After leaving us off with an amazing episode, Supernatural returns from its 2-week hiatus with ‘The Chitters’, the last monster of the week case of the season.
One of the things I have always missed from Supernatural was seeing more of the hunter community. We got close to it in Season 2 with the Roadhouse, which is why I hated so much that they burned the place down along with the Harvelles, and the Men of Letters storyline kind of made up for it a bit, but it still wasn’t enough. Even if it’s highly unlikely that we will see Cesar (Hugo Ateo) and Jessy (Lee Rumohr) again, it was still a breath of fresh air to see Sam and Dean getting to chat and work with other hunters for once.
This week’s case featured random people disappearing every 27 years, something that awoke many urban legends and different theories. However, the people of this town were still very skeptic to the point that the police didn’t even think it was worth investigating and just preferred to focus on the current disappearances instead. I find it hard to believe that there would be no investigations regarding these generational accidents, but this fact actually added another layer that related to the textual queer storyline we got in this episode. Jessy had lost his brother 27 years ago because of this mysterious vent and, along with his partner, he has devoted a long time to getting revenge (‘revenge’ being one of the main themes in Supernatural‘s early seasons). Jessy getting angry at the close minded town people and the fact that they didn’t do anything to help resounds with some people’s indifference towards queer rights: (“You didn’t wanna say that your kid was one of them“).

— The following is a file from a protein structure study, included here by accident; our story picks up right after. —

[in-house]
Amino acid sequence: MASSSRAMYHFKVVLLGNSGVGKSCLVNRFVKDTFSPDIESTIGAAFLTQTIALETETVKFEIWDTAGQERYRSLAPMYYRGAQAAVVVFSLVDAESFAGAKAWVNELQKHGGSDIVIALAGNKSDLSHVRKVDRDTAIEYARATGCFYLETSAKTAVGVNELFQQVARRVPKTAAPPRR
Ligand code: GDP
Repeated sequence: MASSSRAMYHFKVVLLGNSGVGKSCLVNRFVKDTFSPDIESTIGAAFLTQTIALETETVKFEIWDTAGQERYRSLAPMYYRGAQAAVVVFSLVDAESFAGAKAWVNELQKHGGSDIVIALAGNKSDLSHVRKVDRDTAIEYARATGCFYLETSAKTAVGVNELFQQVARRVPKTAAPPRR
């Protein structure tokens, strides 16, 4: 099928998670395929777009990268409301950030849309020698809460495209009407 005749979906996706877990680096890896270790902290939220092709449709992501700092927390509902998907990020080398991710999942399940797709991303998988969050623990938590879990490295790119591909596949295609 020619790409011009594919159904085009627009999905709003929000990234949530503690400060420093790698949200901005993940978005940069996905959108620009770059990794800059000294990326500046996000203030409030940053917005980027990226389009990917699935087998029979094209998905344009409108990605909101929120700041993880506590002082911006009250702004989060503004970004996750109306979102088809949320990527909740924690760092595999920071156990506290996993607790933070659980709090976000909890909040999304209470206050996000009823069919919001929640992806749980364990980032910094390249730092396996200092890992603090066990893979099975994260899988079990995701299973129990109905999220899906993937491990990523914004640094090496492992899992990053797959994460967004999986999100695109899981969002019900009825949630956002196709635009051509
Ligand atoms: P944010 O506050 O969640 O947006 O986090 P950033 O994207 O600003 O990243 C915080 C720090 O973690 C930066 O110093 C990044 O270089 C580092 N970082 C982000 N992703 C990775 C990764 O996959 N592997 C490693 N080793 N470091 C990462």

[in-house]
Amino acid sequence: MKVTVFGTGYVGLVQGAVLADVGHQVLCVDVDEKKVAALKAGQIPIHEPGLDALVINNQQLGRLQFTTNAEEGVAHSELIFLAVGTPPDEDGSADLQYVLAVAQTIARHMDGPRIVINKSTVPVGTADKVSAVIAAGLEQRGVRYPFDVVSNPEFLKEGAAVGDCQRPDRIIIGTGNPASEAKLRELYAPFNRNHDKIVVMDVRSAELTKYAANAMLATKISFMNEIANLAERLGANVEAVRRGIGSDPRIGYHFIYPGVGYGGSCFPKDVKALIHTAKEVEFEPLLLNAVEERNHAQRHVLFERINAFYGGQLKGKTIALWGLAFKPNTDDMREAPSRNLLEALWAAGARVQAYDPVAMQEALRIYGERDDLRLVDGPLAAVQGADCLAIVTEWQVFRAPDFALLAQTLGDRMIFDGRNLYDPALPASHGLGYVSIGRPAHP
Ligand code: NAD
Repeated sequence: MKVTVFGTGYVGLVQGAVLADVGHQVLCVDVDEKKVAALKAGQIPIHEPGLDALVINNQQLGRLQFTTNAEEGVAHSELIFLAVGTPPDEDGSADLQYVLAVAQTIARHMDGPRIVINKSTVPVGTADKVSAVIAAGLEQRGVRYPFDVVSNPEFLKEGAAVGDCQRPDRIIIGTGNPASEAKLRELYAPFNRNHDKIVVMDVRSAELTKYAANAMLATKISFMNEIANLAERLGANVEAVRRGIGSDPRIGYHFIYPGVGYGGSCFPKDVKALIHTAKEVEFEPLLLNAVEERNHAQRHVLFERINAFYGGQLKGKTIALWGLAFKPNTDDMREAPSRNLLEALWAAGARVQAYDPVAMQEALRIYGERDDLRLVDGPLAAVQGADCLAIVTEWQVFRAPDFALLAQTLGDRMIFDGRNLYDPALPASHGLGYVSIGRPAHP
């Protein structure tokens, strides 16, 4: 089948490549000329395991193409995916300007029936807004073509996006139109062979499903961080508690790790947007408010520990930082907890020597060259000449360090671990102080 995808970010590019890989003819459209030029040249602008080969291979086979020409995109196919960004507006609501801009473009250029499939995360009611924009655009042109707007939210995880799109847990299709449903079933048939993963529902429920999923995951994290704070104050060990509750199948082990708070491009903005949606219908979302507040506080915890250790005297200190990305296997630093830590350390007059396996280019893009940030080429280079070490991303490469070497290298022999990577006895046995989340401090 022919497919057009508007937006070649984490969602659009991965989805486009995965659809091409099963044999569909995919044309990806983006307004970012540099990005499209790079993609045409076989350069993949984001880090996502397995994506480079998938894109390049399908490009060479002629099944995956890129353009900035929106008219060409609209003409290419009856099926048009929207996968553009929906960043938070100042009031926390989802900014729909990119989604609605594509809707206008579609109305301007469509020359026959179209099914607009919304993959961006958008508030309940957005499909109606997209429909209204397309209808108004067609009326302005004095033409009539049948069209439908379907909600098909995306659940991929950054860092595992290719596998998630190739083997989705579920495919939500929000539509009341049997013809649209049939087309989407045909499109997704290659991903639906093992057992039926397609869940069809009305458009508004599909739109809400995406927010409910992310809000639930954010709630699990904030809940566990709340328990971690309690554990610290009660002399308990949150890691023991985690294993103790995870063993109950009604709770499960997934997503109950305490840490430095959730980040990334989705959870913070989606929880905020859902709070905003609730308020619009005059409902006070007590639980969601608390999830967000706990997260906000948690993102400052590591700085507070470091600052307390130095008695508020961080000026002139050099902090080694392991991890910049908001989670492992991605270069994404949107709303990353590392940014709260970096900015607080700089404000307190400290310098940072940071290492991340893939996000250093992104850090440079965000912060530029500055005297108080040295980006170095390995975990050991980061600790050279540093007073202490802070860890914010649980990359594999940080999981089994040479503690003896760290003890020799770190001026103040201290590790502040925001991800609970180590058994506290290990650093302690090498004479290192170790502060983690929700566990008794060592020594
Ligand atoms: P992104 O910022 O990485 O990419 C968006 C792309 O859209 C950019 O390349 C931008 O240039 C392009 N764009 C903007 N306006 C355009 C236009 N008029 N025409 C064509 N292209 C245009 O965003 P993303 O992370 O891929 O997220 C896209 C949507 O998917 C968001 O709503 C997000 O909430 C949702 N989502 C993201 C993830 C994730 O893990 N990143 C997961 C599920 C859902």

In fact, one of the reasons why ‘The Chitters’ carried so much emotional weight is that, whether you ship Wincest or Destiel, there were parallels for everyone. It’s the viewer’s choice to decide how they interpret the text, but it can’t be denied that many things in this episode, from losing a brother to a supernatural creature (both something that little!Sam feared and something that some have speculated will happen in the end of the series) or Dean asking what’s it like settling down with a hunter after a season full of Dean-looking-for-something-new-like-settling-down subtext (including not being able to sleep due to worrying about Cas in this same episode), were placed to make us think about Team Free Will and their possible endgame.
Monster of the week cases have had a bad reputation among fans and casual viewers for a while now. Eleven seasons in, it’s understandable that viewers want to focus on the main storyline instead of random cases and side-mission that do very little to advance the plot and that become even more irritating considering that it’s the end of the universe we’re putting on hold. Regardless of this fact, Season 11 has had many decent and memorable MOW of the week cases and ‘The Chitters’ is certainly one of them.